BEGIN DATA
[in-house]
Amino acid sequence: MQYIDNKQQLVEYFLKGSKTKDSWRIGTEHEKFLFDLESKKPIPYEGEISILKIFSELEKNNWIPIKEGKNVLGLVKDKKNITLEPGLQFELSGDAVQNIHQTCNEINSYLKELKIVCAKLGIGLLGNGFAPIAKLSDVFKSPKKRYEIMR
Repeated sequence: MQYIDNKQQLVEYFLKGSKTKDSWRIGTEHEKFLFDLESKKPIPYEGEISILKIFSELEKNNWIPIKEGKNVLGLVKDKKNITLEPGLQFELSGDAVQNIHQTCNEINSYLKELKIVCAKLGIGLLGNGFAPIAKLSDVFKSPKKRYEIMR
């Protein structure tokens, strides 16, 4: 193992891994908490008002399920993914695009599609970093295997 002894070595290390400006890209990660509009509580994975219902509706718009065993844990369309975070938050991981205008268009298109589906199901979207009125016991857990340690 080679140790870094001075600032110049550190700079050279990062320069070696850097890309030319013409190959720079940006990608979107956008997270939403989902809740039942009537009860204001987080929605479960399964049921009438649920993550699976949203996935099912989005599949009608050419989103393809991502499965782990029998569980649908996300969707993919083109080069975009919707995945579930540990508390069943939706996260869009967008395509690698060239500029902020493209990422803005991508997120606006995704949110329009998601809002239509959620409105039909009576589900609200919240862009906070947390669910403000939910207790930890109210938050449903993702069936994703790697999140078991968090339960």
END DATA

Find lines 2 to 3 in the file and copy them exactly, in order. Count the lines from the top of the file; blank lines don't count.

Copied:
Amino acid sequence: MQYIDNKQQLVEYFLKGSKTKDSWRIGTEHEKFLFDLESKKPIPYEGEISILKIFSELEKNNWIPIKEGKNVLGLVKDKKNITLEPGLQFELSGDAVQNIHQTCNEINSYLKELKIVCAKLGIGLLGNGFAPIAKLSDVFKSPKKRYEIMR
Repeated sequence: MQYIDNKQQLVEYFLKGSKTKDSWRIGTEHEKFLFDLESKKPIPYEGEISILKIFSELEKNNWIPIKEGKNVLGLVKDKKNITLEPGLQFELSGDAVQNIHQTCNEINSYLKELKIVCAKLGIGLLGNGFAPIAKLSDVFKSPKKRYEIMR